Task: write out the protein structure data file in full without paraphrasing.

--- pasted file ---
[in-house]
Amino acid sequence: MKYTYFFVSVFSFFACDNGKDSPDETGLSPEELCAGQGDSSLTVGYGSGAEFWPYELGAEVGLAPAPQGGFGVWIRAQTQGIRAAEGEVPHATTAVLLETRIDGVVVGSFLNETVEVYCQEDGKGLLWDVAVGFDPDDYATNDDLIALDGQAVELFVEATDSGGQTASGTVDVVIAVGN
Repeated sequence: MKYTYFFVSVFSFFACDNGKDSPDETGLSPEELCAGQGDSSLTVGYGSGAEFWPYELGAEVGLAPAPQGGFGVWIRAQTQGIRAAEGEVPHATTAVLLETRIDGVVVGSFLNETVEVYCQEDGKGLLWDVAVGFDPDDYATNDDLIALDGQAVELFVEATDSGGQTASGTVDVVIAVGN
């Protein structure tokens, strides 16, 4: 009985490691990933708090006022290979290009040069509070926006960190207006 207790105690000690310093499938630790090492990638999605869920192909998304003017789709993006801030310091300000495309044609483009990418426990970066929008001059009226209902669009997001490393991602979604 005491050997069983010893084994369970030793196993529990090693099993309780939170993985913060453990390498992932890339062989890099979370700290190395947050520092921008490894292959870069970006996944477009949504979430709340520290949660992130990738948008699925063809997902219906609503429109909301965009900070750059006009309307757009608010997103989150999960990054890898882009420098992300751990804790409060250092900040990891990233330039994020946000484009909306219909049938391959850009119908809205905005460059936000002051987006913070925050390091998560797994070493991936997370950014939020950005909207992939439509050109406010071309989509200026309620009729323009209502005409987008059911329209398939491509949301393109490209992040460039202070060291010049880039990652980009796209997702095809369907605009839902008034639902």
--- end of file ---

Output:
[in-house]
Amino acid sequence: MKYTYFFVSVFSFFACDNGKDSPDETGLSPEELCAGQGDSSLTVGYGSGAEFWPYELGAEVGLAPAPQGGFGVWIRAQTQGIRAAEGEVPHATTAVLLETRIDGVVVGSFLNETVEVYCQEDGKGLLWDVAVGFDPDDYATNDDLIALDGQAVELFVEATDSGGQTASGTVDVVIAVGN
Repeated sequence: MKYTYFFVSVFSFFACDNGKDSPDETGLSPEELCAGQGDSSLTVGYGSGAEFWPYELGAEVGLAPAPQGGFGVWIRAQTQGIRAAEGEVPHATTAVLLETRIDGVVVGSFLNETVEVYCQEDGKGLLWDVAVGFDPDDYATNDDLIALDGQAVELFVEATDSGGQTASGTVDVVIAVGN
């Protein structure tokens, strides 16, 4: 009985490691990933708090006022290979290009040069509070926006960190207006 207790105690000690310093499938630790090492990638999605869920192909998304003017789709993006801030310091300000495309044609483009990418426990970066929008001059009226209902669009997001490393991602979604 005491050997069983010893084994369970030793196993529990090693099993309780939170993985913060453990390498992932890339062989890099979370700290190395947050520092921008490894292959870069970006996944477009949504979430709340520290949660992130990738948008699925063809997902219906609503429109909301965009900070750059006009309307757009608010997103989150999960990054890898882009420098992300751990804790409060250092900040990891990233330039994020946000484009909306219909049938391959850009119908809205905005460059936000002051987006913070925050390091998560797994070493991936997370950014939020950005909207992939439509050109406010071309989509200026309620009729323009209502005409987008059911329209398939491509949301393109490209992040460039202070060291010049880039990652980009796209997702095809369907605009839902008034639902």